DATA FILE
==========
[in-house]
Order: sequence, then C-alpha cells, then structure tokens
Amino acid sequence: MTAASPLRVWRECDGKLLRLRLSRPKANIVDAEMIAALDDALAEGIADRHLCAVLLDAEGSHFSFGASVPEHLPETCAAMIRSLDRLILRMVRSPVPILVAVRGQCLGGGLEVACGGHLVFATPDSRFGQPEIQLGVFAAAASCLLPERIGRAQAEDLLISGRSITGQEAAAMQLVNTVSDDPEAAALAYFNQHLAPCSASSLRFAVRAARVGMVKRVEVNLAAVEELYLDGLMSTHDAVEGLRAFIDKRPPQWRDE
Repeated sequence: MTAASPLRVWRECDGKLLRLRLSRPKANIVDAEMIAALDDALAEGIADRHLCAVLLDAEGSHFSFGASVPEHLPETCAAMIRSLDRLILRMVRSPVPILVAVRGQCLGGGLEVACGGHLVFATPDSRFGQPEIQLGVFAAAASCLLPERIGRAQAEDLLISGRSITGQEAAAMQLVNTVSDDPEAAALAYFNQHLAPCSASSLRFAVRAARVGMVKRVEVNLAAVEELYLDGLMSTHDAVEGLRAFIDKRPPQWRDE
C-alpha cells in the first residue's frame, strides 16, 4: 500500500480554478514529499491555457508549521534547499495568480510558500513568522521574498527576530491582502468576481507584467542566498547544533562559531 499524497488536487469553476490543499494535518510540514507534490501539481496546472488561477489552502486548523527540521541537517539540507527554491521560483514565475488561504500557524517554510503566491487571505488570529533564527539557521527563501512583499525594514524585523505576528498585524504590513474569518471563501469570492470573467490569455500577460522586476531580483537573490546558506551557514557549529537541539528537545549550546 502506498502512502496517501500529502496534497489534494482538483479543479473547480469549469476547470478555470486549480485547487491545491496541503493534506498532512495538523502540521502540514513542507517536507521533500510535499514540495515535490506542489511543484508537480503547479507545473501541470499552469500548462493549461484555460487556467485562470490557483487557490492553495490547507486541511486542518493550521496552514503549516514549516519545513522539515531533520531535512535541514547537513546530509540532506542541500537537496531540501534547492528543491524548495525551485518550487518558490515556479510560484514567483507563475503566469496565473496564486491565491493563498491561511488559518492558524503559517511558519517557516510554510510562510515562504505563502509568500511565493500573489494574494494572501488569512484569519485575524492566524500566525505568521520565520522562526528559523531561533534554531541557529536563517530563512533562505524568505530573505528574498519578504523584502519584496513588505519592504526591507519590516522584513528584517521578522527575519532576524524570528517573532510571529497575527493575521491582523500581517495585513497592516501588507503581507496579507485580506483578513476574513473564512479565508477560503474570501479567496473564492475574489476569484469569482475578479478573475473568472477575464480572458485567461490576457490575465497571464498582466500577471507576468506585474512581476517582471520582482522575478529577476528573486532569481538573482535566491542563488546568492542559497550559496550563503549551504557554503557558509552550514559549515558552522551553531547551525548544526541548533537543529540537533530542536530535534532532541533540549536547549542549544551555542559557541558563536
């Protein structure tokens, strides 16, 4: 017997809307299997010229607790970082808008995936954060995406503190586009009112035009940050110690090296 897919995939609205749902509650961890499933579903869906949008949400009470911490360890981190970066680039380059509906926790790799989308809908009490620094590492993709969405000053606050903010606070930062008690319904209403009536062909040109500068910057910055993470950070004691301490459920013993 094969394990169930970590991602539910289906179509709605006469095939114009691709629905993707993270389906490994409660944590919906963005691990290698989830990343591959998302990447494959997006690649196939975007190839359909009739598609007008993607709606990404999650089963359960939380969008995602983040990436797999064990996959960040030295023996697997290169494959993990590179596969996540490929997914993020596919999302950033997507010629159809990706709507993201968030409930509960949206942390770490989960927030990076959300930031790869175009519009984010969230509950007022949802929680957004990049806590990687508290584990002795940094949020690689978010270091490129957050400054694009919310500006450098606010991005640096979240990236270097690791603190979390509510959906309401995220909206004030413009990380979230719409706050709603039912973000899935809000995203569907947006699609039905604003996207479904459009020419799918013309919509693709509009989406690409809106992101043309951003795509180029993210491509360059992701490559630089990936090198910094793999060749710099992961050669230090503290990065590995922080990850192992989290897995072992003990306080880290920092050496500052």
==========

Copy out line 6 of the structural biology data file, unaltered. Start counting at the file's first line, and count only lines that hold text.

């Protein structure tokens, strides 16, 4: 017997809307299997010229607790970082808008995936954060995406503190586009009112035009940050110690090296 897919995939609205749902509650961890499933579903869906949008949400009470911490360890981190970066680039380059509906926790790799989308809908009490620094590492993709969405000053606050903010606070930062008690319904209403009536062909040109500068910057910055993470950070004691301490459920013993 094969394990169930970590991602539910289906179509709605006469095939114009691709629905993707993270389906490994409660944590919906963005691990290698989830990343591959998302990447494959997006690649196939975007190839359909009739598609007008993607709606990404999650089963359960939380969008995602983040990436797999064990996959960040030295023996697997290169494959993990590179596969996540490929997914993020596919999302950033997507010629159809990706709507993201968030409930509960949206942390770490989960927030990076959300930031790869175009519009984010969230509950007022949802929680957004990049806590990687508290584990002795940094949020690689978010270091490129957050400054694009919310500006450098606010991005640096979240990236270097690791603190979390509510959906309401995220909206004030413009990380979230719409706050709603039912973000899935809000995203569907947006699609039905604003996207479904459009020419799918013309919509693709509009989406690409809106992101043309951003795509180029993210491509360059992701490559630089990936090198910094793999060749710099992961050669230090503290990065590995922080990850192992989290897995072992003990306080880290920092050496500052």